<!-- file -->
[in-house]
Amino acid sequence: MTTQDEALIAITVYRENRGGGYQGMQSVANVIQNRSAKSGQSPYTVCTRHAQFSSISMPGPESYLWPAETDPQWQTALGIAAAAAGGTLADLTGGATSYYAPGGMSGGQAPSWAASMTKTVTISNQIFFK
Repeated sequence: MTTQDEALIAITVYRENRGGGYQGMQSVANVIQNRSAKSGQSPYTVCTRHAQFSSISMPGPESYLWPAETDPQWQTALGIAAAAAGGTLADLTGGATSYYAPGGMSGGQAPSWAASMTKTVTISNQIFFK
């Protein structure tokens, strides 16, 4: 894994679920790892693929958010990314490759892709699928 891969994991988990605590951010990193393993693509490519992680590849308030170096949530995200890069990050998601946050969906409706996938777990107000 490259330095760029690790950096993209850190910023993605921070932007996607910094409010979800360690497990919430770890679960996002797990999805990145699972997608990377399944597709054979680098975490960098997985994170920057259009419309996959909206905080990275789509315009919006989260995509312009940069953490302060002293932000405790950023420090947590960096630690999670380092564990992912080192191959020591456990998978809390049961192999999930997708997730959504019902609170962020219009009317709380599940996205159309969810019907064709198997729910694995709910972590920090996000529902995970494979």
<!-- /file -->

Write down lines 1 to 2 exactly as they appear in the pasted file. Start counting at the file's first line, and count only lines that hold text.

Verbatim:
[in-house]
Amino acid sequence: MTTQDEALIAITVYRENRGGGYQGMQSVANVIQNRSAKSGQSPYTVCTRHAQFSSISMPGPESYLWPAETDPQWQTALGIAAAAAGGTLADLTGGATSYYAPGGMSGGQAPSWAASMTKTVTISNQIFFK